Urban Air Mobility: Targeting autonomous flight operations from the beginning

Urban Air Mobility: Targeting autonomous flight operations from the beginning

August 25, 2021

How autonomous Urban Air Mobility will allow the industry to scale

Urban Air Mobility manufacturers regularly face the challenge to argue how research, development, and certification costs of approximately USD 2 billion per certified aircraft should be financially attractive and reasonable. To answer this question, we spoke with Gary Gysin, CEO of Wisk, and Chris Brown, Communications Lead at Wisk. According to both, aircrafts need to become autonomous in order to reduce costs and allow attractive returns on investment from operation onward.

Picture of Wisk eVTOL aircraft
Wisk will use ground-based supervisors, who monitors autonomous aircrafts and intervenes if required.

What is your vision when it comes to Urban Air Mobility?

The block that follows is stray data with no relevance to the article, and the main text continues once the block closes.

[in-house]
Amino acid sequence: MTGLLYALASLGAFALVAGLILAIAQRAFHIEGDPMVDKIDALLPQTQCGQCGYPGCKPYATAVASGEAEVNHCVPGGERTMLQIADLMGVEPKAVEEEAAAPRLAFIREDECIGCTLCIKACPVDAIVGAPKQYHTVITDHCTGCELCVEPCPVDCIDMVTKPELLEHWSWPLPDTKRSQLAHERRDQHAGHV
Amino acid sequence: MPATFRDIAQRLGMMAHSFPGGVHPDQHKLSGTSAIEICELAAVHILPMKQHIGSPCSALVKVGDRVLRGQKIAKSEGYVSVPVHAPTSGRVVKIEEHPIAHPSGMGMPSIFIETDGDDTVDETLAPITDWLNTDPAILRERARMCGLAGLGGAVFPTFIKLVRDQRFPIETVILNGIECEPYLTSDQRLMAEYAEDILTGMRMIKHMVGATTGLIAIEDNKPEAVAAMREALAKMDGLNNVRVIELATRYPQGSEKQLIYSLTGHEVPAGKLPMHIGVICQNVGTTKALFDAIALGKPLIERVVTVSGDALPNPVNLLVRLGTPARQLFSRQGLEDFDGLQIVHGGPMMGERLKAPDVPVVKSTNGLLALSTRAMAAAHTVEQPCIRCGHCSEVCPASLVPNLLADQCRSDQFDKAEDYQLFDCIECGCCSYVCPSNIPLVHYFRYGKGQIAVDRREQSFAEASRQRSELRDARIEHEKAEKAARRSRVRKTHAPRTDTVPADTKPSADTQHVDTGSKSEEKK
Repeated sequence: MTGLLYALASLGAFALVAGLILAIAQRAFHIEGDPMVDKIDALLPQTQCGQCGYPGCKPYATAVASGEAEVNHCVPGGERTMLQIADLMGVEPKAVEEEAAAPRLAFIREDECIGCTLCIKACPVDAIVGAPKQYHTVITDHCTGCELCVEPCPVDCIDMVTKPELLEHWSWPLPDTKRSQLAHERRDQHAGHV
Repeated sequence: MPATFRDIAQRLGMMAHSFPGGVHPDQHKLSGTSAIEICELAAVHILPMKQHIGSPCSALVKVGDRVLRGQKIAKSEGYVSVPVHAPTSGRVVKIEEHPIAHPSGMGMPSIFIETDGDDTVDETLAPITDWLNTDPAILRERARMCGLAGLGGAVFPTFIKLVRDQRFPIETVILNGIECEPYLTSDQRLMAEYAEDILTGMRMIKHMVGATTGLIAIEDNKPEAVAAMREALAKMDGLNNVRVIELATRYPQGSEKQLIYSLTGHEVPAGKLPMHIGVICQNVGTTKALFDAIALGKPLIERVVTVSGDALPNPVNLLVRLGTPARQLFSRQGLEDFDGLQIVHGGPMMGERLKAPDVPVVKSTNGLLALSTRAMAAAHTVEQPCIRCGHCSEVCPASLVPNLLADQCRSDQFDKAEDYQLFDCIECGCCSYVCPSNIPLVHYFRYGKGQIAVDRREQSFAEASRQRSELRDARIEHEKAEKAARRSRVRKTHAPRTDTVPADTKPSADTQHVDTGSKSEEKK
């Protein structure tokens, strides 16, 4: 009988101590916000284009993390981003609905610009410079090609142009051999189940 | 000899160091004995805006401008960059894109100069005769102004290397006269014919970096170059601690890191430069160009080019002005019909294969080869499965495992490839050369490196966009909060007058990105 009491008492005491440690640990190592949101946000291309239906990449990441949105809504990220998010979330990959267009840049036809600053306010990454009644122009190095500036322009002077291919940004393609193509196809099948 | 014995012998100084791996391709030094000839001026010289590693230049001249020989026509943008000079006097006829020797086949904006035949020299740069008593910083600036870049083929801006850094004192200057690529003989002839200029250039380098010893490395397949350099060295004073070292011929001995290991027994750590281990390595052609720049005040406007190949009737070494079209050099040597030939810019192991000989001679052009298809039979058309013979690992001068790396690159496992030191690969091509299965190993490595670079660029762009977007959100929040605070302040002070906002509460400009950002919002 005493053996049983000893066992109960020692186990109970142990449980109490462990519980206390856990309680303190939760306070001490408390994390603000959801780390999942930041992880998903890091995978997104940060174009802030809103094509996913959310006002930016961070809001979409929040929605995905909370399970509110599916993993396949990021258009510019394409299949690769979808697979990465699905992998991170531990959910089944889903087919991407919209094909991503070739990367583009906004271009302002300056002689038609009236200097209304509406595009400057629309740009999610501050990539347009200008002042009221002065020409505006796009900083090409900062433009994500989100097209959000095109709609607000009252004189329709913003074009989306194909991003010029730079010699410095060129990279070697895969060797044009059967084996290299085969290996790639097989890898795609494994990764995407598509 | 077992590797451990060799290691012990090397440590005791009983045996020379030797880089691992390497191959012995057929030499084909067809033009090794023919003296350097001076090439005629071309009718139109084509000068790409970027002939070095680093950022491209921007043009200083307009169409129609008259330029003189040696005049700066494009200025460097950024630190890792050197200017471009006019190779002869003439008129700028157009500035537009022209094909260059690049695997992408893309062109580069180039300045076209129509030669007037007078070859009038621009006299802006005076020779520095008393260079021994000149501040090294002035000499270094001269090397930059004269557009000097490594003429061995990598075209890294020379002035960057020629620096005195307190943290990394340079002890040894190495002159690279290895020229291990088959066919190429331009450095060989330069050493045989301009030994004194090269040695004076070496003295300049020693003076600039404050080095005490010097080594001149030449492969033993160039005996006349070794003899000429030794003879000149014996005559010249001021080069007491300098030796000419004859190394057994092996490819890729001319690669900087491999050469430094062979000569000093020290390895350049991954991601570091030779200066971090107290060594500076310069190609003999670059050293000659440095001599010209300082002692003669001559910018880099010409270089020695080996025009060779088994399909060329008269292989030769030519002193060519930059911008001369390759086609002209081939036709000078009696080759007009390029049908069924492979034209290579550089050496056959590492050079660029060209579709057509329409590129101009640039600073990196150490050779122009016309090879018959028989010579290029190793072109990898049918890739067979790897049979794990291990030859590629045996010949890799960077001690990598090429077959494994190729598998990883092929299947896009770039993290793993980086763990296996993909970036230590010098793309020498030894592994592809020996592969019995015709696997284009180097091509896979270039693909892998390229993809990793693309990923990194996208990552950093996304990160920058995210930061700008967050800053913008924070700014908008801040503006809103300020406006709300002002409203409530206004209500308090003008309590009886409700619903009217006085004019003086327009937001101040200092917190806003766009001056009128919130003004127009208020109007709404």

Gary Gysin: Our vision is a world where people can spend less time getting there and more time being there. This means all-electric, sustainable, affordable Urban Air Mobility (UAM) services that are accessible and available to all.

"The introduction of autonomous UAM and the growth of public acceptance will allow the industry to scale and costs to lower, resulting in mass adoption."
Portrait of Gary Gysin

Gary Gysin


How do you see the UAM market developing over the next 20-30 years?

Gary Gysin: We see the UAM market developing similar to the way traditional aviation evolved. Initially, this will be a service used by business professionals and early adopters. However, the introduction of autonomous UAM and the growth of public acceptance will allow the industry to scale and costs to lower, resulting in mass adoption.

In terms of the industry, we'll most likely see the launch of cargo services, followed by passenger transport, starting with piloted and followed soon after by autonomous. Globally, we've seen that Asia has created an environment where Advance Air Mobility (AAM) will go to market first (e.g. China, South Korea, Singapore). However, the US, EMEA, and others will not be far behind that, on similar timelines.